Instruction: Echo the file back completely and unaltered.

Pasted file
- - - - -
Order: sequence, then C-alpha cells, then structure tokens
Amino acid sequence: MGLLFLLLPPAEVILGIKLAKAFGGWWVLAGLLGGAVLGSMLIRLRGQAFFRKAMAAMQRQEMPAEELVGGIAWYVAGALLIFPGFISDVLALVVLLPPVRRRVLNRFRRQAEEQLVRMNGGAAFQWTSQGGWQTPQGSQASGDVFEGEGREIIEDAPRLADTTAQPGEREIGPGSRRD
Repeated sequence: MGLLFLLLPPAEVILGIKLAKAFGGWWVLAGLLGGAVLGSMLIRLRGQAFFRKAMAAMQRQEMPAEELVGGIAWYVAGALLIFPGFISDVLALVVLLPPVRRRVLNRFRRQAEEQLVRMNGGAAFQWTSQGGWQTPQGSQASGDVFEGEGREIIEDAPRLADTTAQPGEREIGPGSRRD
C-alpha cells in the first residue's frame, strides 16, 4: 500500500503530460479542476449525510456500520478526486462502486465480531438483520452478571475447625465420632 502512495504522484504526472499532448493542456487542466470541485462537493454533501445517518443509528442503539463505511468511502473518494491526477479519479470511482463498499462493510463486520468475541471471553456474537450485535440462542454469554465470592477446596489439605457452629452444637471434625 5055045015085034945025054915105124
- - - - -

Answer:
Order: sequence, then C-alpha cells, then structure tokens
Amino acid sequence: MGLLFLLLPPAEVILGIKLAKAFGGWWVLAGLLGGAVLGSMLIRLRGQAFFRKAMAAMQRQEMPAEELVGGIAWYVAGALLIFPGFISDVLALVVLLPPVRRRVLNRFRRQAEEQLVRMNGGAAFQWTSQGGWQTPQGSQASGDVFEGEGREIIEDAPRLADTTAQPGEREIGPGSRRD
Repeated sequence: MGLLFLLLPPAEVILGIKLAKAFGGWWVLAGLLGGAVLGSMLIRLRGQAFFRKAMAAMQRQEMPAEELVGGIAWYVAGALLIFPGFISDVLALVVLLPPVRRRVLNRFRRQAEEQLVRMNGGAAFQWTSQGGWQTPQGSQASGDVFEGEGREIIEDAPRLADTTAQPGEREIGPGSRRD
C-alpha cells in the first residue's frame, strides 16, 4: 500500500503530460479542476449525510456500520478526486462502486465480531438483520452478571475447625465420632 502512495504522484504526472499532448493542456487542466470541485462537493454533501445517518443509528442503539463505511468511502473518494491526477479519479470511482463498499462493510463486520468475541471471553456474537450485535440462542454469554465470592477446596489439605457452629452444637471434625 5055045015085034945025054915105124